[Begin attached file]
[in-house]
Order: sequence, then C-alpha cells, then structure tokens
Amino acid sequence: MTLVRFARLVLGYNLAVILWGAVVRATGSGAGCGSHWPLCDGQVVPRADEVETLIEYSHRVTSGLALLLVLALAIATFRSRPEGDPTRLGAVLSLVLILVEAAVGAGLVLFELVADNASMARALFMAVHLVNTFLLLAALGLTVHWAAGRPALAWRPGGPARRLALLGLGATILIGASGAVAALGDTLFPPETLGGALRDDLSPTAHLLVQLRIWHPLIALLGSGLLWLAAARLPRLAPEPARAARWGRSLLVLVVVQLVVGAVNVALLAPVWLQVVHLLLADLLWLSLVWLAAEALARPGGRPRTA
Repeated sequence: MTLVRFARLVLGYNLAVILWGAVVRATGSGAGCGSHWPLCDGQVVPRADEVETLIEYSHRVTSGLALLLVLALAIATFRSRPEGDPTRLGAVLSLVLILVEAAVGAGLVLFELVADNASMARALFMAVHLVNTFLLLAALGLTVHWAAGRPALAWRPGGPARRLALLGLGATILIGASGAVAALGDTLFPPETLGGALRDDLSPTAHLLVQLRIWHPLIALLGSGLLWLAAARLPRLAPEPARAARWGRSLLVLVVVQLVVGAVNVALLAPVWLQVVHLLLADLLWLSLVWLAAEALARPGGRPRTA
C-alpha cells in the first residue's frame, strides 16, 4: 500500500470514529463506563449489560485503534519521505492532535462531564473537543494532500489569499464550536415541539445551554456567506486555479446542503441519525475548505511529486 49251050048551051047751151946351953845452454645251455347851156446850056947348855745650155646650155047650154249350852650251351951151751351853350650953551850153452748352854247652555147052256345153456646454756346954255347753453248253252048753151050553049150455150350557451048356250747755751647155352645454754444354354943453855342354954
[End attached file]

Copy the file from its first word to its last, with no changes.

[in-house]
Order: sequence, then C-alpha cells, then structure tokens
Amino acid sequence: MTLVRFARLVLGYNLAVILWGAVVRATGSGAGCGSHWPLCDGQVVPRADEVETLIEYSHRVTSGLALLLVLALAIATFRSRPEGDPTRLGAVLSLVLILVEAAVGAGLVLFELVADNASMARALFMAVHLVNTFLLLAALGLTVHWAAGRPALAWRPGGPARRLALLGLGATILIGASGAVAALGDTLFPPETLGGALRDDLSPTAHLLVQLRIWHPLIALLGSGLLWLAAARLPRLAPEPARAARWGRSLLVLVVVQLVVGAVNVALLAPVWLQVVHLLLADLLWLSLVWLAAEALARPGGRPRTA
Repeated sequence: MTLVRFARLVLGYNLAVILWGAVVRATGSGAGCGSHWPLCDGQVVPRADEVETLIEYSHRVTSGLALLLVLALAIATFRSRPEGDPTRLGAVLSLVLILVEAAVGAGLVLFELVADNASMARALFMAVHLVNTFLLLAALGLTVHWAAGRPALAWRPGGPARRLALLGLGATILIGASGAVAALGDTLFPPETLGGALRDDLSPTAHLLVQLRIWHPLIALLGSGLLWLAAARLPRLAPEPARAARWGRSLLVLVVVQLVVGAVNVALLAPVWLQVVHLLLADLLWLSLVWLAAEALARPGGRPRTA
C-alpha cells in the first residue's frame, strides 16, 4: 500500500470514529463506563449489560485503534519521505492532535462531564473537543494532500489569499464550536415541539445551554456567506486555479446542503441519525475548505511529486 49251050048551051047751151946351953845452454645251455347851156446850056947348855745650155646650155047650154249350852650251351951151751351853350650953551850153452748352854247652555147052256345153456646454756346954255347753453248253252048753151050553049150455150350557451048356250747755751647155352645454754444354354943453855342354954